Vidéo pédagogique
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Anglais
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François Rechenmann (Intervention)
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Ces ressources de cours sont, sauf mention contraire, diffusées sous Licence Creative Commons. L’utilisateur doit mentionner le nom de l’auteur, il peut exploiter l’œuvre sauf dans un contexte commercial et il ne peut apporter de modifications à l’œuvre originale.
DOI : 10.60527/tjnv-nb73
Citer cette ressource :
François Rechenmann. Inria. (2015, 5 février). 4.3. Measuring sequence similarity , in 4. Sequences comparison. [Vidéo]. Canal-U. https://doi.org/10.60527/tjnv-nb73. (Consultée le 24 juillet 2024)

# 4.3. Measuring sequence similarity

Réalisation : 5 février 2015 - Mise en ligne : 9 mai 2017
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Descriptif

So we understand why gene orprotein sequences may be similar. It's because they evolve togetherwith the species and they evolve in time, there aremodifications in the sequence and that the sequence may still besimilar, similar enough again to retrieve information on onesequence to transfer it to another sequence of interest. So thequestion now is how can we measure this similarity between twosequences for the moment. The first approach to similarityis a very simple one is to apply a distance which is calledhere the Editing System or the Hamming Distance.The idea is very basic. You would take two sequences likethese two sequences here and you look at the differences and youcount the number of differences. Here, for example, you have twodifferences so you will say that the distance, the similaritybetween the two sequences, the distance is two. Here wehave another pair of sequences which are less similar becausethey are three differences. That's quite nice, it'sa hamming distance. Is it really a distance? A distance is a mathematicalconcept and to be a distance, it must satisfy three conditions:the distance between a sequence and itself must be zero, a sequencebetween a sequence and another one must be the same betweenthe last one and the first one and we must have this inequalitywhich is always verified.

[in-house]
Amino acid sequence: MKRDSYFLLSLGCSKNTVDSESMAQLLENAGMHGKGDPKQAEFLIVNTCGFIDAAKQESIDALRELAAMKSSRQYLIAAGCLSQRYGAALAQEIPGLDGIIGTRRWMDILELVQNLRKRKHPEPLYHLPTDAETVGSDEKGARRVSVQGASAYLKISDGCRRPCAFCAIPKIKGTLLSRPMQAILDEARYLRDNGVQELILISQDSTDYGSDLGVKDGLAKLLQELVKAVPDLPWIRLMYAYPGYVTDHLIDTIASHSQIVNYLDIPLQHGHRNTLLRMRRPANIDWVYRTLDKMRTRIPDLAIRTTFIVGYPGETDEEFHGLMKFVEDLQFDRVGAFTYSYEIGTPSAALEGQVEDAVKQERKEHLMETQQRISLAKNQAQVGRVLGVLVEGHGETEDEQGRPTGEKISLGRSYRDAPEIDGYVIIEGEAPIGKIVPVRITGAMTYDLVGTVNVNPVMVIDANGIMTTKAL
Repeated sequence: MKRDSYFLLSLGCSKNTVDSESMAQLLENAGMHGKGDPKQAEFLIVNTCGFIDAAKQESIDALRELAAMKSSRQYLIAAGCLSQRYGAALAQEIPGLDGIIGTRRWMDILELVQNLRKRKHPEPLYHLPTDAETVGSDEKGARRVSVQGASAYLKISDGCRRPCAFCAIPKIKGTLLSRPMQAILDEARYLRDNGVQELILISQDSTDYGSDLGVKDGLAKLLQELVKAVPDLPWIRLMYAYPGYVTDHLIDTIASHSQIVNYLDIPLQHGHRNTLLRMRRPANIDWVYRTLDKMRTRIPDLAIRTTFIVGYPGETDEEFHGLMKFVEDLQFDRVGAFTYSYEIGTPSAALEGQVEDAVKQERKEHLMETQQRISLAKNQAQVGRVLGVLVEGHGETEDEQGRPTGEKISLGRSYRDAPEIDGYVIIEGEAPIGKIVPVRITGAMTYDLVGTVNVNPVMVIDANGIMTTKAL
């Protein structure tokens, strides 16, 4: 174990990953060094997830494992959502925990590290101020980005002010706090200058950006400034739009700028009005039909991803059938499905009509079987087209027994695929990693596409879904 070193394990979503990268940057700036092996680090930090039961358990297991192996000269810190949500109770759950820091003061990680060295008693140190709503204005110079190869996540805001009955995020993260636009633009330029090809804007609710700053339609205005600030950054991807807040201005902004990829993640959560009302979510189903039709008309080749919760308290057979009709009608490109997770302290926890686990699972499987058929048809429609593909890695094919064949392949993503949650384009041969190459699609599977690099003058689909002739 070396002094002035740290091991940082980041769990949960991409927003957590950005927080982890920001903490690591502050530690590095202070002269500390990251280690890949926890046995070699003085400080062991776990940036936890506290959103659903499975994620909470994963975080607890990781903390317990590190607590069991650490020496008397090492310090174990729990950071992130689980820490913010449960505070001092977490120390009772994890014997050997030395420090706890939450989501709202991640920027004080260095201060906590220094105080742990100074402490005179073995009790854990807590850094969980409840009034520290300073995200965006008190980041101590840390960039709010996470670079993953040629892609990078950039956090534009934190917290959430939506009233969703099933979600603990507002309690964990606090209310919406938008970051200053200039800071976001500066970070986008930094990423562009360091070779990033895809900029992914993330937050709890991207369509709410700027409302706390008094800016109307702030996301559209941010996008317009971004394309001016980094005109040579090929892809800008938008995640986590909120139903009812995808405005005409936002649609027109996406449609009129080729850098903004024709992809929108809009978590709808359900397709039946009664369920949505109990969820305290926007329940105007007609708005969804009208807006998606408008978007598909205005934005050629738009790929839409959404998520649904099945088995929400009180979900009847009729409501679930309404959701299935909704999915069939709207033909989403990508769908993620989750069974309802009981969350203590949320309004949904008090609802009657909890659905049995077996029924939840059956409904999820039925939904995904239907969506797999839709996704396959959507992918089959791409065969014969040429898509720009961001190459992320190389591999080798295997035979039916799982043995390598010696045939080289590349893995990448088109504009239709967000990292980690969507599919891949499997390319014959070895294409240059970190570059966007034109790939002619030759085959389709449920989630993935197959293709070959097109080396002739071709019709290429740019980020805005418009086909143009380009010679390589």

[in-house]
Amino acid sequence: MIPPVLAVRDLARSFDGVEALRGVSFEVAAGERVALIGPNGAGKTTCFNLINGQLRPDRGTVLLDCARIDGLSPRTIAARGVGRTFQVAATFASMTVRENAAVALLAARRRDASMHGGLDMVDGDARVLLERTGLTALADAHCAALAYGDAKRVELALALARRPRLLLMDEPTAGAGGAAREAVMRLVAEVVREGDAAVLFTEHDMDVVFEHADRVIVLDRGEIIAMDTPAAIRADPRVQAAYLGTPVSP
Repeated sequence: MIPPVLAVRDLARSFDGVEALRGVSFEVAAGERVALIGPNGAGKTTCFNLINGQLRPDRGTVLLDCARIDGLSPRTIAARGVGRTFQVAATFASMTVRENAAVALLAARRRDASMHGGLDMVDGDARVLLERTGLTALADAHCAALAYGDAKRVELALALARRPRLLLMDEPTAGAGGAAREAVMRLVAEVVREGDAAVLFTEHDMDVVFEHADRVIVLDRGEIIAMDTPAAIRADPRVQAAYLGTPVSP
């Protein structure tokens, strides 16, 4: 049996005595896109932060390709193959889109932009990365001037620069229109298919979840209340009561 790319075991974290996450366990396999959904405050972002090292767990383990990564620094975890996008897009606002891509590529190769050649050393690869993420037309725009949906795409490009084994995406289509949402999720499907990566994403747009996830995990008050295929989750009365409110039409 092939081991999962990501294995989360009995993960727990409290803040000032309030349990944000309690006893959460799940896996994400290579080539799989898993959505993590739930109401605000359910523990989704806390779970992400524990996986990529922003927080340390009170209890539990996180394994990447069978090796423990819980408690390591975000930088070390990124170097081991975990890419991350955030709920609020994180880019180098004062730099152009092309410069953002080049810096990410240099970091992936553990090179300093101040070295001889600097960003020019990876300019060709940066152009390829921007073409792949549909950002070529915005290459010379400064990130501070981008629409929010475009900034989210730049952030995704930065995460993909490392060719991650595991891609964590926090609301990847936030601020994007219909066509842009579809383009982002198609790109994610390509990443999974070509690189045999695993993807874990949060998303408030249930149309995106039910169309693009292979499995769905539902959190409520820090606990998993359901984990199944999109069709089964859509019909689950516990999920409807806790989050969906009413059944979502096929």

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## Dans la même collection

• Vidéo pédagogique
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### 4.5. A sequence alignment as a path

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Comparing two sequences and thenmeasuring their similarities is an optimization problem. Why? Because we have seen thatwe have to take into account substitution and deletion. During the alignment, the

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### 4.8. A recursive algorithm

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We have seen how we can computethe optimal cost, the ending node of our grid if we know the optimal cost of the three adjacent nodes. This is this computation scheme we can see here using the notation

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### 4.2. Why gene/protein sequences may be similar?

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Before measuring the similaritybetween the sequences, it's interesting to answer the question: why gene or protein sequences may be similar? It is indeed veryinteresting because the answer is related

• Vidéo pédagogique
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### 4.6. A path is optimal if all its sub-paths are optimal

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A sequence alignment between two sequences is a path in a grid. So that, an optimal sequence alignmentis an optimal path in the same grid. We'll see now that a property of this optimal path provides

• Vidéo pédagogique
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### 4.9. Recursion can be avoided: an iterative version

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We have written a recursive function to compute the optimal path that is an optimal alignment between two sequences. Here all the examples I gave were onDNA sequences, four letter alphabet. OK. The

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### 4.4. Aligning sequences is an optimization problem

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We have seen a nice and a quitesimple solution for measuring the similarity between two sequences. It relied on the so-called hammingdistance that is counting the number of differencesbetween two

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### 4.7. Alignment costs

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We have seen how we can compute the cost of the path ending on the last node of our grid if we know the cost of the sub-path ending on the three adjacent nodes. It is time now to see more deeply why